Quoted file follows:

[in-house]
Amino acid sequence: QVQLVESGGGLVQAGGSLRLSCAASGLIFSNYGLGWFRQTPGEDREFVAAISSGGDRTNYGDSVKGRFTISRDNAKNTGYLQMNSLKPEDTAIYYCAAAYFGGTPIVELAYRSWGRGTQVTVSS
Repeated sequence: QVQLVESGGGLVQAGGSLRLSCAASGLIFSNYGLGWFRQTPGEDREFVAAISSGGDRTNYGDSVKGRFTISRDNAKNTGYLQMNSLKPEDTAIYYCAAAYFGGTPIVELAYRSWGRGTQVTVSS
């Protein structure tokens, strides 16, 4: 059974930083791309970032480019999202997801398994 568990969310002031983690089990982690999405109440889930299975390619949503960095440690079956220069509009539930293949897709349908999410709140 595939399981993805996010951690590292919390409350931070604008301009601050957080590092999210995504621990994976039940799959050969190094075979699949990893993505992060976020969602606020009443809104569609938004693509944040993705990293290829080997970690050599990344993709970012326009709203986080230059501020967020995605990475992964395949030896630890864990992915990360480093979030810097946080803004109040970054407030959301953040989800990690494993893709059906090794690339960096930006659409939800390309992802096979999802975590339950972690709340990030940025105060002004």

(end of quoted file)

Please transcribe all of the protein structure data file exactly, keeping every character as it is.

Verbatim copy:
[in-house]
Amino acid sequence: QVQLVESGGGLVQAGGSLRLSCAASGLIFSNYGLGWFRQTPGEDREFVAAISSGGDRTNYGDSVKGRFTISRDNAKNTGYLQMNSLKPEDTAIYYCAAAYFGGTPIVELAYRSWGRGTQVTVSS
Repeated sequence: QVQLVESGGGLVQAGGSLRLSCAASGLIFSNYGLGWFRQTPGEDREFVAAISSGGDRTNYGDSVKGRFTISRDNAKNTGYLQMNSLKPEDTAIYYCAAAYFGGTPIVELAYRSWGRGTQVTVSS
């Protein structure tokens, strides 16, 4: 059974930083791309970032480019999202997801398994 568990969310002031983690089990982690999405109440889930299975390619949503960095440690079956220069509009539930293949897709349908999410709140 595939399981993805996010951690590292919390409350931070604008301009601050957080590092999210995504621990994976039940799959050969190094075979699949990893993505992060976020969602606020009443809104569609938004693509944040993705990293290829080997970690050599990344993709970012326009709203986080230059501020967020995605990475992964395949030896630890864990992915990360480093979030810097946080803004109040970054407030959301953040989800990690494993893709059906090794690339960096930006659409939800390309992802096979999802975590339950972690709340990030940025105060002004």